I think that critiques of British colonialism, or the ideologies that support/ed colonialism, occur most regularly. I've also made quite a bit of work about monarchy, British identity and the politics of architecture. If you were to boil it all down, the majority of my work is about power; imbalances, collusion, obfuscation. Most of the time, the artworks that I make are exercises in trying to understand and be understood, but also prototype other ways of being in the world. I think these interests stem from my Quaker upbringing. Quakers have a long history of activist agitation, coupled with the proposition of alternatives.

Has there been a work of art that has led to what you’re making now?

In the summer of 2012, I saw two exhibitions that had a pretty significant effect on me. Yael Bartana's trilogy of films, 'And Europe Will Be Stunned', which were screened at Hornsey Town Hall; and Jeremy Deller's 'Joy In People', which was at The Hayward Gallery. I actually saw the Deller exhibition by accident. A friend wanted to see 'Brain Activity' by David Shrigley, which was on at the same time. It was a bit of a 'buy one, get one free' scenario, so we ended up wandering around the Deller show too. I don't think I'd be making the work that I'm making today without seeing those shows; they were the first artworks that I'd seen where the artists were directly engaging with explicit social and political phenomena, whilst working across an array of media.

You started - what you call – a ‘multifaceted protest movement’ English Disco Lovers (EDL) in 2012. The EDL has established street-level protests, exhibitions and talks all the way through 2015. In what ways has your practice changed since this project?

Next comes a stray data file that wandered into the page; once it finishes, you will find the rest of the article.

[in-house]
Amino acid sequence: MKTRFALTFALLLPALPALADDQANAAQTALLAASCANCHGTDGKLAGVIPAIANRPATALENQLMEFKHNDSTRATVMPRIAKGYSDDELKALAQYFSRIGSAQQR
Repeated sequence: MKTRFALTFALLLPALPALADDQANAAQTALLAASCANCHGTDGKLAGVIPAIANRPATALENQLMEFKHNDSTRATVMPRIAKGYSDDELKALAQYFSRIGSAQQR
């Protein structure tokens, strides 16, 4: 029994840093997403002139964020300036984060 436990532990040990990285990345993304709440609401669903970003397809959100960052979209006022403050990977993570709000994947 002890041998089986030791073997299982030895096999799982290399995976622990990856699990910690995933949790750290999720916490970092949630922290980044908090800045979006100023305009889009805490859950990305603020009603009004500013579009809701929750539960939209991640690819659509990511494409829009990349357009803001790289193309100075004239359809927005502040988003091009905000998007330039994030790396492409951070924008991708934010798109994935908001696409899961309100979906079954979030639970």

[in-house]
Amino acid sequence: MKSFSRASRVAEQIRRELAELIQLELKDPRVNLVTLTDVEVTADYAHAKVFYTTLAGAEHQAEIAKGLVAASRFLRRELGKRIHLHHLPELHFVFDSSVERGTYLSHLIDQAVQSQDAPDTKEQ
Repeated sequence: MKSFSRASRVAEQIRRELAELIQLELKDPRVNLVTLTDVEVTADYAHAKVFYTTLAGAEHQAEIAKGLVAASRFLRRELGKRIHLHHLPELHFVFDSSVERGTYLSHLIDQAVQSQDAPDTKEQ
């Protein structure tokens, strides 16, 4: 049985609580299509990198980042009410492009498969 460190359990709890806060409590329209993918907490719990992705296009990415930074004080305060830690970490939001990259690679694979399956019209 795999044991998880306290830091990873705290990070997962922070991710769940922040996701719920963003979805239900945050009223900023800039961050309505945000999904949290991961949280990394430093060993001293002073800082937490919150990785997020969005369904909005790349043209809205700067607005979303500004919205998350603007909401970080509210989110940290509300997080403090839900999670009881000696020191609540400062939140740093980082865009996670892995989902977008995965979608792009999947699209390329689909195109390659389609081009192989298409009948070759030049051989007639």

I worked on 'English Disco Lovers (EDL)' for several years, so naturally it’s a pretty sprawling project. It strayed from its origins as an artwork, transitioned into activism, popular media and club nights, before oscillating back to the sphere of contemporary art practice. Although the club night series is ongoing in Brighton, Exeter, Manchester and other UK cities.

Since graduating from my BA in 2014, I've made a range of different projects and singular works, none of which have spread themselves quite so widely. I don't know if my practice has necessarily changed. I still begin with an idea; a web of associated socio-political phenomena. I still refuse to be tied down to a medium and continue to use joy, humour and satire throughout my work. I remain interested in notions of Britishness and how this is intrinsically tied to many deeply problematic things. I think it's more a question of scale, and of time. 'English Disco Lovers (EDL)' was a particularly 'effective' expression of an idea, which happened to appeal to many, many people. It may have sat more comfortably in non-art spheres than other work that I've made, but it hasn't been a conscious decision to not do this since the conclusion of 'English Disco Lovers (EDL)'.